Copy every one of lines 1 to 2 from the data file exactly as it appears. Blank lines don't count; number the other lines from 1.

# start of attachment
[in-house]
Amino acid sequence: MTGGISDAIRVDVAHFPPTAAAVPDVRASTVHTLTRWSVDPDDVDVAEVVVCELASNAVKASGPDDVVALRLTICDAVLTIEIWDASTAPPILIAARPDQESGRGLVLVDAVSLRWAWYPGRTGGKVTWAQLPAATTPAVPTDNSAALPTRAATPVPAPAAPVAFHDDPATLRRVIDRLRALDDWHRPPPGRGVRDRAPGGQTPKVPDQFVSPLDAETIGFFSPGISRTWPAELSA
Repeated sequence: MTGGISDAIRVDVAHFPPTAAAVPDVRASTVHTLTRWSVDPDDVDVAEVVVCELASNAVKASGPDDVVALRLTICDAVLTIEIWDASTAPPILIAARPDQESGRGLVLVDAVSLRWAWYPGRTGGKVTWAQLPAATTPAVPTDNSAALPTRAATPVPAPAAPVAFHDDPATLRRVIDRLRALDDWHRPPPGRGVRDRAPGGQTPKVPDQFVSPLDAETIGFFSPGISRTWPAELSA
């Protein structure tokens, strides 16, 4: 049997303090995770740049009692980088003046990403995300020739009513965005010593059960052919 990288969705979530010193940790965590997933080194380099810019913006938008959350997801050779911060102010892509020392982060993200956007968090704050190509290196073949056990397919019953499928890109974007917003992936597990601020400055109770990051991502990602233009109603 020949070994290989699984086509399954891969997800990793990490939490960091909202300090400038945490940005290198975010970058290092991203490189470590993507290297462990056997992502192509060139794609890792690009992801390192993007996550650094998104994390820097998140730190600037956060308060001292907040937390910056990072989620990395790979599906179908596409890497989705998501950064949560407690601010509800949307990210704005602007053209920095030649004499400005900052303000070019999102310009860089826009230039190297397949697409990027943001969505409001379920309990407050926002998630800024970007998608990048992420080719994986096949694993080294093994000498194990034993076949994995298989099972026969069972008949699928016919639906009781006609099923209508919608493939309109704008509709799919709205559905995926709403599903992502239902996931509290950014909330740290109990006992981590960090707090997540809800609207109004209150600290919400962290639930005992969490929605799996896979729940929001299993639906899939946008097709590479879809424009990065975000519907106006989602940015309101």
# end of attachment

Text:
[in-house]
Amino acid sequence: MTGGISDAIRVDVAHFPPTAAAVPDVRASTVHTLTRWSVDPDDVDVAEVVVCELASNAVKASGPDDVVALRLTICDAVLTIEIWDASTAPPILIAARPDQESGRGLVLVDAVSLRWAWYPGRTGGKVTWAQLPAATTPAVPTDNSAALPTRAATPVPAPAAPVAFHDDPATLRRVIDRLRALDDWHRPPPGRGVRDRAPGGQTPKVPDQFVSPLDAETIGFFSPGISRTWPAELSA